He was one of the company’s best and hardest and most diligent workers..
Always the first one in the office and the last one to leave.
He treated every home that he built as if it were his home, paying the most attention to the minute details and the small subtleties to bring the homes to life.
After 30 years he told his boss that he wanted to retire.
But his boss informed him that they had just one more contract for a home for a very important client and they really wanted him to do it.
Reluctantly, the worker accepted. And even though he was very skilled at what he did, his heart just was not in this one.
He did not put in the care and detail that he normally did. He built homes before that were much better. But sure enough, his last project passed inspection.
After the last project was done, his boss asked him to come in for one more meeting.
At this point he was pretty upset as he thought they were going to ask him to build another house. But instead, his boss hands him over a box with a red ribbon and says “We have been so grateful for you and everything you have done for us,”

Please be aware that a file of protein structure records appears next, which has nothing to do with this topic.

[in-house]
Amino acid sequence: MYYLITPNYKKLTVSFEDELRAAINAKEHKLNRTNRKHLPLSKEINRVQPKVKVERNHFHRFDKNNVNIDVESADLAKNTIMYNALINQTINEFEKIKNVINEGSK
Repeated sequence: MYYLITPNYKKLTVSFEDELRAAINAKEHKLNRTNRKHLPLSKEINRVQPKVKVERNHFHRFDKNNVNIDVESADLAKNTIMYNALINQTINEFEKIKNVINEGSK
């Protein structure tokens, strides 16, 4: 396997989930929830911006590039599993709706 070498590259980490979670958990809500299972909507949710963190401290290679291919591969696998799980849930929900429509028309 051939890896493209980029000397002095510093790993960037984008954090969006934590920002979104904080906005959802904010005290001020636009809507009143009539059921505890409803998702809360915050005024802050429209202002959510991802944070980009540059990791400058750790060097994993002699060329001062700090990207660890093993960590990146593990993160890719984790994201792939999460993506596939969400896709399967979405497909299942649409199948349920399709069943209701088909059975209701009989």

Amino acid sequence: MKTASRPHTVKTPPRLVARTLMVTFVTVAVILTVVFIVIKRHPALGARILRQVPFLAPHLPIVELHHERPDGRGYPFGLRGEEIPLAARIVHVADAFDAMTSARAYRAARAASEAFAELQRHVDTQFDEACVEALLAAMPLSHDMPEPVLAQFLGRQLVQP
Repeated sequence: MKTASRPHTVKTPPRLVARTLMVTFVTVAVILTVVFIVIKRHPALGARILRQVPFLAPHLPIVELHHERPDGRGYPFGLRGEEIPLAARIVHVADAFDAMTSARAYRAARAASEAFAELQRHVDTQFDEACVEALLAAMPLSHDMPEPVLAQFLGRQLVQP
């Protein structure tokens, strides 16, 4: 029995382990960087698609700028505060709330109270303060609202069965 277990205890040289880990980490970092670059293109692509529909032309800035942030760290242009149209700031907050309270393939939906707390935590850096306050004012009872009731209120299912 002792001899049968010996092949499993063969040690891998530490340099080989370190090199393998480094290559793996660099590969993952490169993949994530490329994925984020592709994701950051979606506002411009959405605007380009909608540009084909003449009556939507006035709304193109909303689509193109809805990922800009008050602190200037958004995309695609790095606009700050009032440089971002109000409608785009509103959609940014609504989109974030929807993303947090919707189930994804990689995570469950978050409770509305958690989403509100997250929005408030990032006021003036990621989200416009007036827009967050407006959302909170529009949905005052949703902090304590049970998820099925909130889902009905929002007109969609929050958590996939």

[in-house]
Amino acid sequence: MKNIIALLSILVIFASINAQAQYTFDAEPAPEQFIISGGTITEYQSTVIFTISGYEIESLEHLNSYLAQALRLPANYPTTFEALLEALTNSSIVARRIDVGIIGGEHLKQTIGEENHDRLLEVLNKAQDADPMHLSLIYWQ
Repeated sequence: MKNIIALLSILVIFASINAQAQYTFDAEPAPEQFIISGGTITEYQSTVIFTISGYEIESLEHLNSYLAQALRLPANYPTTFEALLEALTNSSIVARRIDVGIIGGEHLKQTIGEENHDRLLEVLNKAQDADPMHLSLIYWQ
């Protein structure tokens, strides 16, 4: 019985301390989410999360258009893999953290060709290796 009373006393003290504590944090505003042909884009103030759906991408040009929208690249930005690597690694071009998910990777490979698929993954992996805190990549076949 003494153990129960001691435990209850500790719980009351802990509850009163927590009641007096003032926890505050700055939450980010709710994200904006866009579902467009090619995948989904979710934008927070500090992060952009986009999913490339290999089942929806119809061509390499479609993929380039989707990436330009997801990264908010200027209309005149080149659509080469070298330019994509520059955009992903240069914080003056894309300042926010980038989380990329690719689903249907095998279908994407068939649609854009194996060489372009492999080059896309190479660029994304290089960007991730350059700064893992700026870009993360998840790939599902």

The worker opens the box and discovers a set of keys.
His boss smiles and says “The house is yours! You deserve it”
Instantly the former employee’s heart sank, because unbeknownst to him, he had been building his own house the whole time. And he of all people knew what that meant.
Every decision that you make, you are building your own house. But most people don’t operate this way. In terms health, fitness, professional, and personal life.
Most people lack the patience and want to play the short game instead of the long game.
People want quick results now instead of the long term transformation that takes consistent efforts on a daily basis.
I see young athletes (parents not excluded) wanting to play at the highest levels but want to cut corners and not address the essentials of what it really takes to become not just a better athlete but a person who develops true grit.
Everyday you are laying the bricks down of your own house.
When you lack the patience and consistent drive that will get you there in the long run, it comes at an expense.